On-board quality controls and a simplified test procedure provide fast, accurate, and reliable results, saving time and cost both for patient and professional.

Bringing the Lab to the Patient

HemoSense? is empowering patients to be more involved in their oral anticoagulant therapy using next generation technology.


ALSO see:

ITC ProTime®

Microcoagulation System

Now approved for Medicare reimbursement

DIRECT address:


CoaguChek? System



WebMD Article Archives

At-Home Monitoring Works for People on Blood Thinners

Technique Found to Be Safe and Effective

By Roxanne Nelson, RN

Reviewed by Michael Smith M.D.

July 6, 2000


People who take [so called] blood-thinning medications to prevent clots (thrombosis) may be able to safely skip some of those repeated trips to the doctor to have their blood checked.

A new study finds that patients who monitor their own blood-clotting time and drug dosing at home do just as well as those who have it done by a doctor or lab.

In a study published in the medical journal The Lancet, Dutch researchers found there was virtually no difference between patients who managed their own care at home and those who had it done at a clinic.

In some ways, the patients who monitored themselves at home did better than the ones seen at a clinic, and most of them preferred self-treatment.

The most common blood thinner is called Coumadin® (warfarin) , and it is taken to prevent blood clots in patients at risk for having a brain attack (stroke), heart attack (myocardial infarction), or blood clot in the leg (Deep vein thrombosis a.k.a. DVT) or other part of the body.

People taking Coumadin® usually go to the doctor to have blood drawn to test their blood's clotting time every few weeks to make sure they are taking the correct dose of medicine.

Taking too much Coumadin® increases the risk of excessive bleeding, and too little medicine does not protect against clots.

Home management of blood-thinner therapy may give patients more control over their treatment and result in improved compliance in taking the Coumadin®, according to study author Manon Cromheecke, M.D., of the department of cardiopulmonary surgery at the University of Amsterdam in the Netherlands, and colleagues.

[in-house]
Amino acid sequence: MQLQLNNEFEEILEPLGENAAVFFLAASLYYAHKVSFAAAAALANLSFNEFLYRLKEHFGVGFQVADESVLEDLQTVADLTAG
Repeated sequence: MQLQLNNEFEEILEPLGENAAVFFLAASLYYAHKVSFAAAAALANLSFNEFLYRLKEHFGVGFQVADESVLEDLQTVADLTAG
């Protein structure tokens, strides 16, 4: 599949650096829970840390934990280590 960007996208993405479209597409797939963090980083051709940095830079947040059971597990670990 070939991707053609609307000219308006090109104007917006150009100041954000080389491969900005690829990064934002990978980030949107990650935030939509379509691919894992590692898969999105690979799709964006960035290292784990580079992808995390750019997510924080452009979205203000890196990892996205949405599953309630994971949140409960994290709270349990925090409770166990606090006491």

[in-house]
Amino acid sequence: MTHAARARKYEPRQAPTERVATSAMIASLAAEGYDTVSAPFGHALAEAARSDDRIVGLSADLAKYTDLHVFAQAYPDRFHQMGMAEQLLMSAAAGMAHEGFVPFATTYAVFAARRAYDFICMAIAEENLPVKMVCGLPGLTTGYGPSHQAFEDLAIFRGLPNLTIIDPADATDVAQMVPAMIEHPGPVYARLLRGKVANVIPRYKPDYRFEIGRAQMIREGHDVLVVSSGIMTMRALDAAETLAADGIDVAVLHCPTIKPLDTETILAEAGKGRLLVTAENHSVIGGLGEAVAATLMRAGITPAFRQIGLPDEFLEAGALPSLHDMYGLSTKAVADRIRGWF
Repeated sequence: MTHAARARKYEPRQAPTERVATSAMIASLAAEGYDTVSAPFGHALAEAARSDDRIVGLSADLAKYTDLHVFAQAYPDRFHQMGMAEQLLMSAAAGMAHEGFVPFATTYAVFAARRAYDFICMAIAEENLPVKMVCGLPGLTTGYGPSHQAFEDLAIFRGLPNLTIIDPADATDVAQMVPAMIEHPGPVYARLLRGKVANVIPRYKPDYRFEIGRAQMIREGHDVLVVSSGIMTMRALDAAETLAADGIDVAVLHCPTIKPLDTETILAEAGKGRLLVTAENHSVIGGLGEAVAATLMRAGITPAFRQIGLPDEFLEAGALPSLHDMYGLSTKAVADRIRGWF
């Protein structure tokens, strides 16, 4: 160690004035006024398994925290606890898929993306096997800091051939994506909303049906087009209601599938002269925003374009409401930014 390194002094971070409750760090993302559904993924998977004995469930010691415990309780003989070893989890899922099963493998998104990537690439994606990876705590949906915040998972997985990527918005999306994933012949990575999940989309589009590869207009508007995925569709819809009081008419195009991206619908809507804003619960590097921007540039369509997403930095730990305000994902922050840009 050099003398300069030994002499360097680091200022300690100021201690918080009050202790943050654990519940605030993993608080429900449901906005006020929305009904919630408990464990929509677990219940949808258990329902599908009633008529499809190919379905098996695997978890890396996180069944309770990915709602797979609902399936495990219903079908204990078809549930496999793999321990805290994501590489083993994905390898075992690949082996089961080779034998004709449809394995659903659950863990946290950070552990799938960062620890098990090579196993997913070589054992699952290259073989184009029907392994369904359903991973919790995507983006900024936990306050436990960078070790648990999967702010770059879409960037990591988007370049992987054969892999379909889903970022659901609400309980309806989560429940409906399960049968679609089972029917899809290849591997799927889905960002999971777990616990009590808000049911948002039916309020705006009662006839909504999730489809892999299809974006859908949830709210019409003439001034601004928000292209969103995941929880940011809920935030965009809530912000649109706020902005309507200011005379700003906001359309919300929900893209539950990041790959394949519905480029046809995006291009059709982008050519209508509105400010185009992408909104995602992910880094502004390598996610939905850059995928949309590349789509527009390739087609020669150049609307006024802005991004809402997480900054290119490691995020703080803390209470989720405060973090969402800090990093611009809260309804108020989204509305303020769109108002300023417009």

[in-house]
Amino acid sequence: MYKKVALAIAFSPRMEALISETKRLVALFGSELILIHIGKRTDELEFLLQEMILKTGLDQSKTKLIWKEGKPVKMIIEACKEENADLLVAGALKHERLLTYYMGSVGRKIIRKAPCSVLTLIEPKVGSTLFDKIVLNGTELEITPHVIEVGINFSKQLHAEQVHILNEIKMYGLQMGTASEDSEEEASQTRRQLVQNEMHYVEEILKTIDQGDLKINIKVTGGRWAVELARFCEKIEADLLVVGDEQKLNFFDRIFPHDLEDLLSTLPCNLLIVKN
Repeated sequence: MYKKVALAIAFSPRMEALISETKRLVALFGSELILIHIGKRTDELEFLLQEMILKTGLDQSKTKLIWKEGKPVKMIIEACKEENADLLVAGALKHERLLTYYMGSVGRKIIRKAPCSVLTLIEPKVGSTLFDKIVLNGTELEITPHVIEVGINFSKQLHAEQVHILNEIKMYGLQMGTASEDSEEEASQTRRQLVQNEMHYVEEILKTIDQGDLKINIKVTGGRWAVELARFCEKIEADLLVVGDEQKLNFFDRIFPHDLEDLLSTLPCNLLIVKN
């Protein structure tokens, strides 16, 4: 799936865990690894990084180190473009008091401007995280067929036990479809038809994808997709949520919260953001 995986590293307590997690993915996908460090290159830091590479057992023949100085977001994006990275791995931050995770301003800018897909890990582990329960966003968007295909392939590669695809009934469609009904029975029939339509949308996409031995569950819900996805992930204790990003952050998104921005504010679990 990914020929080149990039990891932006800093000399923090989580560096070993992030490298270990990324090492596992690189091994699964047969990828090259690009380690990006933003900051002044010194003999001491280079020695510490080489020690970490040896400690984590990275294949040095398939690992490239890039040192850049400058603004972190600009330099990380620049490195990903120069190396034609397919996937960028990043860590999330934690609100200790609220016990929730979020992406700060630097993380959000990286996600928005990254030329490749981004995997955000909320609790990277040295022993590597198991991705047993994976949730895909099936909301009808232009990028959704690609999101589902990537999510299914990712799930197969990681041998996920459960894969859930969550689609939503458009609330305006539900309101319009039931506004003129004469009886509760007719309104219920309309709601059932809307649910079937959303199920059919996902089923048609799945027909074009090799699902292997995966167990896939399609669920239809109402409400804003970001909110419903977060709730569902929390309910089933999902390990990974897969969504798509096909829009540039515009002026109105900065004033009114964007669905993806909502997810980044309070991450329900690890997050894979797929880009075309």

The researchers theorized that since easy and reliable monitoring devices have become available for home use, this might allow patients to take a more active role in their care.

They divided 50 patients into two groups. One group monitored their blood levels at home and made their own adjustments in their medication, while the other group had the monitoring done at a specialized clinic.

At the end of three months, the groups switched places.

The patients who had received care at the clinic now monitored their blood at home, and vice versa.

No significant differences were found between the two groups; in fact, patients appeared to do a little better when they were self-monitoring.

Their blood-clotting times were more consistently in the best range for keeping both clotting and bleeding under control.

Julie Hambleton, M.D., compares self-management of blood thinners to the way diabetics manage their blood-sugar levels:

"Diabetics have much tighter control, since they can monitor themselves at home, they're not going to come into a clinic four times a day, so the same aspects may apply to Coumadin® therapy."

Hambleton, who was not involved in the study, is director of the Hemostasis and Thrombosis Center (HTC) at the University of California, San Francisco (UCSF).